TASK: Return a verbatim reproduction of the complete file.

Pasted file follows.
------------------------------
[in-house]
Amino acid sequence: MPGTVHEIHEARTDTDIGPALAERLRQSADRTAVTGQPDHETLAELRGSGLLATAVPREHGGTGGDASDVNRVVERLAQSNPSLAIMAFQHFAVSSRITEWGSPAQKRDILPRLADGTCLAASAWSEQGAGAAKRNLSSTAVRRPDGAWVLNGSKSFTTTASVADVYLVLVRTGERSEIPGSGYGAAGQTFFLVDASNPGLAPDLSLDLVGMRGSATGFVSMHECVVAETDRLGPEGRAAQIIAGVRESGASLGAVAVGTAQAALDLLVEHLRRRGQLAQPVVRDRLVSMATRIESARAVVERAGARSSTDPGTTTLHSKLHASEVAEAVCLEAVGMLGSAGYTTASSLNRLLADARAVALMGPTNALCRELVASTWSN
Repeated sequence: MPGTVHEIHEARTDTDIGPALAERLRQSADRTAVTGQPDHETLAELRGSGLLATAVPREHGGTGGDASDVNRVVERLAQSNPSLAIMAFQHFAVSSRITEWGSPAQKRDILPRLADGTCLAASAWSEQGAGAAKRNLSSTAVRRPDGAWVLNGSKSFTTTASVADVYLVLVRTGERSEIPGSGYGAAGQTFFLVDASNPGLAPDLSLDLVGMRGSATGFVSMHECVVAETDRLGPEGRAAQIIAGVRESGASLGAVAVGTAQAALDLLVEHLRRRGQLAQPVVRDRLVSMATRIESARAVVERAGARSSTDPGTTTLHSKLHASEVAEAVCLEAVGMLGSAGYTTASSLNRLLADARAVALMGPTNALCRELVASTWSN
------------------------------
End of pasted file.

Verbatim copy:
[in-house]
Amino acid sequence: MPGTVHEIHEARTDTDIGPALAERLRQSADRTAVTGQPDHETLAELRGSGLLATAVPREHGGTGGDASDVNRVVERLAQSNPSLAIMAFQHFAVSSRITEWGSPAQKRDILPRLADGTCLAASAWSEQGAGAAKRNLSSTAVRRPDGAWVLNGSKSFTTTASVADVYLVLVRTGERSEIPGSGYGAAGQTFFLVDASNPGLAPDLSLDLVGMRGSATGFVSMHECVVAETDRLGPEGRAAQIIAGVRESGASLGAVAVGTAQAALDLLVEHLRRRGQLAQPVVRDRLVSMATRIESARAVVERAGARSSTDPGTTTLHSKLHASEVAEAVCLEAVGMLGSAGYTTASSLNRLLADARAVALMGPTNALCRELVASTWSN
Repeated sequence: MPGTVHEIHEARTDTDIGPALAERLRQSADRTAVTGQPDHETLAELRGSGLLATAVPREHGGTGGDASDVNRVVERLAQSNPSLAIMAFQHFAVSSRITEWGSPAQKRDILPRLADGTCLAASAWSEQGAGAAKRNLSSTAVRRPDGAWVLNGSKSFTTTASVADVYLVLVRTGERSEIPGSGYGAAGQTFFLVDASNPGLAPDLSLDLVGMRGSATGFVSMHECVVAETDRLGPEGRAAQIIAGVRESGASLGAVAVGTAQAALDLLVEHLRRRGQLAQPVVRDRLVSMATRIESARAVVERAGARSSTDPGTTTLHSKLHASEVAEAVCLEAVGMLGSAGYTTASSLNRLLADARAVALMGPTNALCRELVASTWSN